Thursday , 25 April 2019

March 2: Round Table Conference India Perspective A decade of action plan for Road Safety

TrafficInfraTech magazine organised a roundtable conference – “Millennium Development Goals: Indian Perspective of ‘a decade of action for road safety’ ” – on the first day of the TrafficInfraTech Expo to discuss the Indian perspective and the measures to be implemented for road safety. Chaired by Rohit Baluja, President, Institute of Road Traffic Education (IRTE), the conference looked at the need to think and act holistically by learning and sharing of knowledge. Above all, it discussed the necessity of active intervention by the government – both for making policies and for the implementation of those policies.

The other experts who spoke on the occasion included Prof Sanjay Gupta, School of Planning & Architecture, Delhi; Prof Mahesh Chandra Misra, Surgical Department & Trauma Chief, AIIMS; Lt Col Pradeep Gairola, Senior Manager (Technical), Ministry of Defence, Government of India, Surya Kumar Shukla, Additional Director General (Transport), Uttar Pradesh and Jayaraman Nair, Chairman, Virtual Info Systems Pvt Ltd.

Rohit Baluja

Figures reveal 1.3 million global fatalities and 1127000 deaths in road accidents in India every year. In India, we have no political or bureaucratic commitment despite the rise in figures by 5 to 6% every year. I seriously feel that along with the number of people dying on the roads, the 1.6 million people who are getting seriously injured in road accidents also should worry us.

It is tragic to come to hospitals since there is always a scarcity of beds. The need of the hour is increasing the number of beds and immediate handling of patients by qualified staff rather than curtailing of accidents in order to do away with the need of building more medical facilities. Almost 25% of the accidents on state highways and 28% on National Highways take the figure to 53 % fatalities on highways. Twenty three mega cities actually handle only 9.7% of the fatalities but again the problem worsens the most in developing states like Andhra Pradesh (killing 13,700 people), Maharashtra (12,600), Tamil Nadu (12,000), Uttar Pradesh (12,500) and Karnataka (8,700).

We also need to look at the ill-use of hoardings by politicians. The hoardings must be used to convey messages like, ‘Look, how many people we are killing’. Serious injuries account for 16 times more than the road fatalities while they are recorded only four times. I sincerely feel that road safety investments a myth. They are only road safety campaigns and road safety weeks, banners and posters and newspaper advertisements. We must go beyond the big headlines in newspapers that just say “Don’t cross zebra line” or “wear a helmet” on road safety weeks as this isn’t road safety investment.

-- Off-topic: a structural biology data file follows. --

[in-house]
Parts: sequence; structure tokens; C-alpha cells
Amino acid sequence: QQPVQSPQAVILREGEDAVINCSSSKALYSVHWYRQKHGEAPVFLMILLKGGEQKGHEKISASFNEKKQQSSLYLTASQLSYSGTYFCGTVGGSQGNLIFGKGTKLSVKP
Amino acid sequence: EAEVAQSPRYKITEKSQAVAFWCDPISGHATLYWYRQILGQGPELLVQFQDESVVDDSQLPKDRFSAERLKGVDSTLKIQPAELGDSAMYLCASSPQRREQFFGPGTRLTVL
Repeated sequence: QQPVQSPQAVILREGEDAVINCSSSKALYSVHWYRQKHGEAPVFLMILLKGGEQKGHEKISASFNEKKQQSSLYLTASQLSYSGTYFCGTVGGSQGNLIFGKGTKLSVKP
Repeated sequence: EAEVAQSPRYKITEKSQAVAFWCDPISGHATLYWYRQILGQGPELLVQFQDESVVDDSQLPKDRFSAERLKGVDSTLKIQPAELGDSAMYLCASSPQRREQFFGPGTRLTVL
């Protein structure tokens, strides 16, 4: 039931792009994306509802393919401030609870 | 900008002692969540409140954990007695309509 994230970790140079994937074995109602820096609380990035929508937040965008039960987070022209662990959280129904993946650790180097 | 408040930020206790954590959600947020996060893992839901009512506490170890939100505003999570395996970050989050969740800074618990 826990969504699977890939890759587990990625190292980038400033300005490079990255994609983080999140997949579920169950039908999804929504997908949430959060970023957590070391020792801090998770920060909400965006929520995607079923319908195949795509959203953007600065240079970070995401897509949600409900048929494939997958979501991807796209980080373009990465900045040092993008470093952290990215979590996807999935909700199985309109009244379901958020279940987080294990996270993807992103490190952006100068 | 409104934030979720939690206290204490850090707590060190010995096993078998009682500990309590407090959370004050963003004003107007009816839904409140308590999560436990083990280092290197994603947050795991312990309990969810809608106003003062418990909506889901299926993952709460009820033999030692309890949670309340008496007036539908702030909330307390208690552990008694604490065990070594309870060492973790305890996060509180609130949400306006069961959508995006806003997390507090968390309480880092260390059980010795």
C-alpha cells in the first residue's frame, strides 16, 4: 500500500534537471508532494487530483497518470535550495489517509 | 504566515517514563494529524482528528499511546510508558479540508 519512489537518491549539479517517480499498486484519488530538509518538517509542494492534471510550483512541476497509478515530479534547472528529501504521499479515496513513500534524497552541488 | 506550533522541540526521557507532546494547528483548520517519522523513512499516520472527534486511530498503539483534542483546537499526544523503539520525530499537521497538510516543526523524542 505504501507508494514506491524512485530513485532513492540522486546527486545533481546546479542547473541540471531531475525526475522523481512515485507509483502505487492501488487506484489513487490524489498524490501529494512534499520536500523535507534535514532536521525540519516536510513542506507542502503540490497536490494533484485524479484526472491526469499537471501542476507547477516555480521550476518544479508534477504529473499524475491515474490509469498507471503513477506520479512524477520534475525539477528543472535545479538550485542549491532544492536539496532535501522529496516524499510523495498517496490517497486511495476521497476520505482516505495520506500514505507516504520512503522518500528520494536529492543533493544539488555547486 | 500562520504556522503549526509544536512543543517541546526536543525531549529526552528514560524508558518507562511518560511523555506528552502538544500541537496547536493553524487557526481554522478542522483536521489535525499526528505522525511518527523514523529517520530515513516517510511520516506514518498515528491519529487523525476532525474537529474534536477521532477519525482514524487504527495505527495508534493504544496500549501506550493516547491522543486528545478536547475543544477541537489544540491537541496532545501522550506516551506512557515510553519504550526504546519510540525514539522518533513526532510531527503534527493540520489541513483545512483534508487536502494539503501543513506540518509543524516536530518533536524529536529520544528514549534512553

I feel embarrassed when even smaller countries talk of the various measures they have taken in road safety and traffic management in the United Nations where I represent India before 164 countries. I just have to bend down under the table and say, ‘Sorry, I have nothing to say’. Be it Mumbai or Delhi, no city can boast of traffic engineering in its true sense as there is chaos everywhere. In fact, 80% of the road signages and road markings that were put up in Delhi during the Commonwealth Games were wrong. Even half of our traffic signals are wrong. These signages, stop signs are absolutely against the traffic management principles, zebra crossings putting near the signals are against the principles and thick white lines going across the roads are wrong but not many understand this.

The lack of response from Public Works Departments (PWD) and authorities is frustrating. When there are no Standard Operating Procedures in place for construction of highways, what can the police do? The wrong designs of roads and highways are responsible for the accidents and not the drivers. Which state has highway patrol system, where do we enforce the systems on highways? The result is moving violations, zig-zag driving, etc.

Speed enforcement needs to be done – we don’t do it. For very heavy speed limits we created the interceptors in 1996 as the first technology and they were brought on the Republic Day Parade in 1996 and 2001. The Government of India opined it was the best technology and the State Governments asked (manufacturers) to build them, floated tenders for them but what they call interceptors today are not what actually interceptors should be. They are just using the name and technology.

Legislation and Politicians: It is important to build systems as all types of violations are on the rise. Our legislation does not define a mobile phone and the places it can be used at, or who should use seat belts (“Can a four-year-old child wear a seat belt?”) or what must be done with the helmets, or who can sit on a two-wheeler, or the way driving training schools get away with getting licenses without following proper legal procedure, etc. Licenses are sold in India not because people want bribe but because they are not trained about proper procedures since we neither have the systems nor the tools for the same. I remember that suddenly one day Delhi government decided that women riders don’t need to wear helmets. Why? Is it religion? Or we don’t bother about women? Or women have stronger heads? We need to answer these questions.